Based on my experience and some calculations on MTF models, low ISO slide and BW film in 6x7 or 6x9 format are still a match for 20-24 Megas full frame digital SLRs. Full frame 36 Megas bodies however will best 6x9 most of the times, particularly in low contrast scenarios.
Color separation is definetely better for film, dynamic range and color accuracy for digital.
Personally I don't care for accuracy: I miss the Velvia 50 palette every time I shoot digital.
However dynamic range is a big pro.
That is for one-shot situations or macro scenarios; a pano head setup with DSLR will allow for much better performance even for single row panos in landscape use.
Mamiya 7 II body/lenses are capable of stunning performance on 6x7, but it only matters for apertures larger than F11; for most of the other 6x7 or 6x9 brands, film transport precision and consequent film bulge will limit performance.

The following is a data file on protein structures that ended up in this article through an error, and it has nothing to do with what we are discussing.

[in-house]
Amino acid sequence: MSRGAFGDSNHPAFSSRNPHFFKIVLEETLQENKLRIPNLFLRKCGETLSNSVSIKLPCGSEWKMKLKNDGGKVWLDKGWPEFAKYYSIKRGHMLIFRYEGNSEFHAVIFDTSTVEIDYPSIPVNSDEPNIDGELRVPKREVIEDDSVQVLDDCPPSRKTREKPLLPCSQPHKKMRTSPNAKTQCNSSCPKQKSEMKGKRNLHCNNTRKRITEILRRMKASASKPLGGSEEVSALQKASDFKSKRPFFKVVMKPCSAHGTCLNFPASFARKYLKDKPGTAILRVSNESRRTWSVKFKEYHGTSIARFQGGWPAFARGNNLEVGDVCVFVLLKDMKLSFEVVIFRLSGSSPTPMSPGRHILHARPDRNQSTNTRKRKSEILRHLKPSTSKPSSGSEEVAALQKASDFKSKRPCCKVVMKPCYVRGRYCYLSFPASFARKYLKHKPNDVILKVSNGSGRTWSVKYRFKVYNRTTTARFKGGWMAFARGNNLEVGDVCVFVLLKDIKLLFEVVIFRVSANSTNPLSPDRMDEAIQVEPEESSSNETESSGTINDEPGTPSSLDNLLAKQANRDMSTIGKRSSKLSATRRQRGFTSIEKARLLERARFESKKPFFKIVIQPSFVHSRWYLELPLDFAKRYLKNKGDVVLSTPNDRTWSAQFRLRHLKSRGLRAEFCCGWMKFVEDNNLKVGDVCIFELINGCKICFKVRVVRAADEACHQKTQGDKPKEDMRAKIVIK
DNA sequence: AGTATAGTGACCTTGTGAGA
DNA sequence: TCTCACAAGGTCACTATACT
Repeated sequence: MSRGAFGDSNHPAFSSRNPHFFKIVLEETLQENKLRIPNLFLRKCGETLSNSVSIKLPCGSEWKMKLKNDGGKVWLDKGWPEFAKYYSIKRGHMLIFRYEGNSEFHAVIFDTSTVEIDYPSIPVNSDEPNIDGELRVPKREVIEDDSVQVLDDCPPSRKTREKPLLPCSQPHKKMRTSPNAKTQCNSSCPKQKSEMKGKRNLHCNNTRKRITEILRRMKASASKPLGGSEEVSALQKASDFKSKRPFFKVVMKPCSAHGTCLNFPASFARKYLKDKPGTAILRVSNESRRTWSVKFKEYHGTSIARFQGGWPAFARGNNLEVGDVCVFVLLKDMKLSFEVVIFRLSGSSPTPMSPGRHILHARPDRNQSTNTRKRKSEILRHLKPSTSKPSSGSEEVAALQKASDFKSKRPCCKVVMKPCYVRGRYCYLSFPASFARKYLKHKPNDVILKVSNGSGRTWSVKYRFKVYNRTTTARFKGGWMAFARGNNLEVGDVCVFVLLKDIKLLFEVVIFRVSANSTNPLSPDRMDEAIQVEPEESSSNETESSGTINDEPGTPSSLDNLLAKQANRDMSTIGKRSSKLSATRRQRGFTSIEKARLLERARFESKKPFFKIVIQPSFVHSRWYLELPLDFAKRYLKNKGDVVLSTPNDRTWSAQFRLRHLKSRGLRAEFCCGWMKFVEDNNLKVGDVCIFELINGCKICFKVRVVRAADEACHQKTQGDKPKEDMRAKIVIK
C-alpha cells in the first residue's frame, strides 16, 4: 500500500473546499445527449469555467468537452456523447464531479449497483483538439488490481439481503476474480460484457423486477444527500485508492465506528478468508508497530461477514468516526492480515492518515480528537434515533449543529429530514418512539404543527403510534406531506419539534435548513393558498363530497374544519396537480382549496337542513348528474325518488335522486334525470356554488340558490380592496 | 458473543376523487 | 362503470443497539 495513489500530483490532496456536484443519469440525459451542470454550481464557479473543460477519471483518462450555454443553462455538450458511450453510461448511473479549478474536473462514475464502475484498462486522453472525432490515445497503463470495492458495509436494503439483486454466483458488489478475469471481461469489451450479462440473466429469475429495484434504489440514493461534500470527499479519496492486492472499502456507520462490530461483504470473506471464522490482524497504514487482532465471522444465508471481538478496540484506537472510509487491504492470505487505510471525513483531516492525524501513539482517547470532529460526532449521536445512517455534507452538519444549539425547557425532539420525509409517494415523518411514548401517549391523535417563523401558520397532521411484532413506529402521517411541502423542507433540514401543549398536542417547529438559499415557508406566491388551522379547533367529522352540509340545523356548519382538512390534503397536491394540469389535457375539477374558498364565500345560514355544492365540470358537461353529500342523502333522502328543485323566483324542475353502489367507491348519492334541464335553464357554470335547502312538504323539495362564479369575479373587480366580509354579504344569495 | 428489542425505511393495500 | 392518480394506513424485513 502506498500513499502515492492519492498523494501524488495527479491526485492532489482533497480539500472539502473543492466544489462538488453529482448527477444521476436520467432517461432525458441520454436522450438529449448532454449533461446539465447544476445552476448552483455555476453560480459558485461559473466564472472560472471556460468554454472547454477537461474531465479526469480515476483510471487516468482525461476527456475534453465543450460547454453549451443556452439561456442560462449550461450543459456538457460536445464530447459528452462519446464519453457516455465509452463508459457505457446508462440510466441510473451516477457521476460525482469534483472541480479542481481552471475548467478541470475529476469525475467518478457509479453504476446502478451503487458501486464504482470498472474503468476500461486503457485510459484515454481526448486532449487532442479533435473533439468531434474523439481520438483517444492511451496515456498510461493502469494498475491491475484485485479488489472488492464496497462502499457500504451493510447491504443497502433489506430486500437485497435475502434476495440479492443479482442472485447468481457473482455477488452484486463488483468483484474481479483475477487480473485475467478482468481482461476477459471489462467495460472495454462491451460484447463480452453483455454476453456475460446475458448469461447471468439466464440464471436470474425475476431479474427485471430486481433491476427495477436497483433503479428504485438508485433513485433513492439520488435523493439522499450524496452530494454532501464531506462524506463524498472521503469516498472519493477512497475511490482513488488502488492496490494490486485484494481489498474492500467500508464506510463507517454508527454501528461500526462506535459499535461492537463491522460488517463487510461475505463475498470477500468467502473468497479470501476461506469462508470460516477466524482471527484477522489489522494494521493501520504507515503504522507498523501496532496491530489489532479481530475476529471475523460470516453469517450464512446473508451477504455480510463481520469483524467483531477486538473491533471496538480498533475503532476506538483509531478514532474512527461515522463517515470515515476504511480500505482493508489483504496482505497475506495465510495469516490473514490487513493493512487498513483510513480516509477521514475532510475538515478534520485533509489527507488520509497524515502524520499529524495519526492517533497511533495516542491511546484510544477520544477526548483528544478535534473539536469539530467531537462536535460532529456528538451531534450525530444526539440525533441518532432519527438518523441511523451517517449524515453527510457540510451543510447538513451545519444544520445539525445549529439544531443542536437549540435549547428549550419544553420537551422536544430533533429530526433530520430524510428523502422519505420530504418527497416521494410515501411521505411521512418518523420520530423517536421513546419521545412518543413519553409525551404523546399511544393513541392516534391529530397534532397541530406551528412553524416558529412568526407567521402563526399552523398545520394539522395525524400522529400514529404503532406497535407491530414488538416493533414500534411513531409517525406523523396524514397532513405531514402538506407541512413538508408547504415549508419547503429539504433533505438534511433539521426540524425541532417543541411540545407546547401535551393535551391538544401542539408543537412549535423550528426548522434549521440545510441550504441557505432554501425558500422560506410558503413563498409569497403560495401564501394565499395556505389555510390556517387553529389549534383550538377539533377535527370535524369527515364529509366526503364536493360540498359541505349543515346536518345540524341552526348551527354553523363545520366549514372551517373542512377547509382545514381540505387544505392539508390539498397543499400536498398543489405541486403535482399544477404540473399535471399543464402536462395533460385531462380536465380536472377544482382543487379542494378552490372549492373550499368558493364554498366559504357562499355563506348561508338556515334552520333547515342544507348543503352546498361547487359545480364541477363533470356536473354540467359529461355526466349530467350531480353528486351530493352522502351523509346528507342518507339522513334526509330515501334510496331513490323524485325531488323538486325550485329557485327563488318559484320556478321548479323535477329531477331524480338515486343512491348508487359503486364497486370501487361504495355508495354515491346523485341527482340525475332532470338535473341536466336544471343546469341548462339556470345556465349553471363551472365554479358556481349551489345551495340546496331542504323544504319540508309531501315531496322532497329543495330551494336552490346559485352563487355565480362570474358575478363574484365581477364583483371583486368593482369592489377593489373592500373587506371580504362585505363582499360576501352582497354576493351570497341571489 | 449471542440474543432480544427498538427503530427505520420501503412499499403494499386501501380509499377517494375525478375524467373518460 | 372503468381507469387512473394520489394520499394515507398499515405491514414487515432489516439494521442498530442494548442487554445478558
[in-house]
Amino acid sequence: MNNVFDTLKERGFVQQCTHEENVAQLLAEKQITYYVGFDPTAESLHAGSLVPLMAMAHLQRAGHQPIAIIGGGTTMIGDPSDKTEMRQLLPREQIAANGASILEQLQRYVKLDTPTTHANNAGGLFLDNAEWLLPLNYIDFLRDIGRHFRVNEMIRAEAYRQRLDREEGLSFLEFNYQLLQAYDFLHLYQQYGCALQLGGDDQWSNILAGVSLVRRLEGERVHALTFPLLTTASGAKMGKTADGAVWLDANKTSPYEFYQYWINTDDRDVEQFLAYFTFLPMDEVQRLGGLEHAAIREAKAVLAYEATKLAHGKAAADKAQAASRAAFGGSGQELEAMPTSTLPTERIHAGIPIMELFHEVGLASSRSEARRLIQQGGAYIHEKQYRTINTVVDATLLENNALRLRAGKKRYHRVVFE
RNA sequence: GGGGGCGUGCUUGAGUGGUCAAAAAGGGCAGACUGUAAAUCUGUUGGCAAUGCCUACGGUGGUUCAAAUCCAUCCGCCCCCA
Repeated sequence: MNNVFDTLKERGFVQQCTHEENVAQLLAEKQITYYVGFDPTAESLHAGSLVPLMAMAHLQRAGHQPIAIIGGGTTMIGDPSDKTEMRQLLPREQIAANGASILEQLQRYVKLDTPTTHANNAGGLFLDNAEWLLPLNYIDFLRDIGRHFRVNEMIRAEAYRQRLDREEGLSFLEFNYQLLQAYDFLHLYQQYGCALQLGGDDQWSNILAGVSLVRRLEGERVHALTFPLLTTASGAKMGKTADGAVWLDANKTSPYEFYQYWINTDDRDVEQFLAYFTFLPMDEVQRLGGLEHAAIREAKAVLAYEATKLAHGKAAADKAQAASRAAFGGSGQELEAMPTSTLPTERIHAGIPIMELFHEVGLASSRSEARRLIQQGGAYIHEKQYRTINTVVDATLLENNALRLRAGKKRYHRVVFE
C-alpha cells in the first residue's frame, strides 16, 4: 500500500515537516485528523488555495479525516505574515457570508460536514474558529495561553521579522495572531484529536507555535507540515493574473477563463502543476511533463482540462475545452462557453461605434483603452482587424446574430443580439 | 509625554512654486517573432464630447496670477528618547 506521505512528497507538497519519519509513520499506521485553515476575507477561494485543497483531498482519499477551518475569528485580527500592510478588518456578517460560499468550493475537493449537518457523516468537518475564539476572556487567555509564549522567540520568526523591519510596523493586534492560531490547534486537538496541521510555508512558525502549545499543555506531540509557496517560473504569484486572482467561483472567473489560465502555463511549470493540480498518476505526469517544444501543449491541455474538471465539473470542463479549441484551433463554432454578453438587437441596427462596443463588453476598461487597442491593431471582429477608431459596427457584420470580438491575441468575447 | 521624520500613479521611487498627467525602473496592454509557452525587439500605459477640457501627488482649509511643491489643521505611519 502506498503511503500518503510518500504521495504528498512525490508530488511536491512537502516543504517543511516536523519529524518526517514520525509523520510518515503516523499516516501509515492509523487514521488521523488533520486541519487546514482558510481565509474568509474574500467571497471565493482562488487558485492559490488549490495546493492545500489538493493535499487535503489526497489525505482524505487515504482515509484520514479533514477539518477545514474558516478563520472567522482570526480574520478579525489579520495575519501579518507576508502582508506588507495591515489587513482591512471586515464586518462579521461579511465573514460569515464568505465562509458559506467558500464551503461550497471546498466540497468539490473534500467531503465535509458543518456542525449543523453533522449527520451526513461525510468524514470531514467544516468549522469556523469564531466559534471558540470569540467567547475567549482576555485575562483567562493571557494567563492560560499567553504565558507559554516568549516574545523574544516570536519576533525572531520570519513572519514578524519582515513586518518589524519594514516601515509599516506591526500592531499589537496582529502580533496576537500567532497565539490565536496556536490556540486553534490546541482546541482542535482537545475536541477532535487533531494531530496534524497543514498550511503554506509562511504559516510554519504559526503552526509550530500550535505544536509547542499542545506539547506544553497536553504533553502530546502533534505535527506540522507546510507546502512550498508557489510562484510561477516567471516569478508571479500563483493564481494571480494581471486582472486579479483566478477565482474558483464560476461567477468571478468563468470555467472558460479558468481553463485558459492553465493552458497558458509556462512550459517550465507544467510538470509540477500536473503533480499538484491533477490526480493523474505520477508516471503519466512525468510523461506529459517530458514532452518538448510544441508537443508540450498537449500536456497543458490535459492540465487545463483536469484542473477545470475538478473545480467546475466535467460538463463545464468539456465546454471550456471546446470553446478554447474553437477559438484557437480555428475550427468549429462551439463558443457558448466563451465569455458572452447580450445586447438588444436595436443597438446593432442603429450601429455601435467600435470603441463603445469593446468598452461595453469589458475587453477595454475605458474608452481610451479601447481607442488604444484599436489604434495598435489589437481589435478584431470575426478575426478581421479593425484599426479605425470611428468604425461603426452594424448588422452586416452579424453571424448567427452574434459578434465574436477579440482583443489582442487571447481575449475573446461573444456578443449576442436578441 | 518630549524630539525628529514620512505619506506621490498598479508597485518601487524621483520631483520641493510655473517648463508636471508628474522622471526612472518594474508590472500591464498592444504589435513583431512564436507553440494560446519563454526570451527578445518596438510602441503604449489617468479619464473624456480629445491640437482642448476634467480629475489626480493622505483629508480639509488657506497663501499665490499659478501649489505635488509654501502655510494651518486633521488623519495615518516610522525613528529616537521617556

Typical 0,2 mm bulge in the film channel will limit performance to 60-70 lp/mm even with the best BW film; excellent lenses like Pentax 45mm F4 or 55mm F4 or Fujinon 65mm F.6 are limited by film positioning precision.
Mamiya 6/7, Contax and Hasselblad bodies are generally built with better precision and thus produce better results wide open.
In the F16-F22 range, differences are flattened and performance is still up to 50-70 lp/mm, depending on film and scene contrast.
Considering the DOF requirements for the 6x7 or 6x9 format, I end up shooting in that range anyway and forget about lens performance.
3000dpi (effective optical) scans, processed with radius 2 sharpening, will let you recover most of the info from film without delving too much into grain; 4000dpi for the very best BW shots.
I can have a single 6x9 scan with Flextight X5 @ 3200dpi for 4€ /5$: not cheap but acceptable considering I choose only my best shots to be scanned.
A drum scan, provided you can still find a skilled and careful operator, is always better for slides; for negs a Nikon Coolscan 9000 (imho considerably better than the 8000) is on par and easier to operate.
On the long term digital is cheaper and delivers consistently better results in difficult scenarios.
Still for me, digital does not match the sporadic thrill of that planned, ponderated, slow film shot that turns out to be perfect once in a while.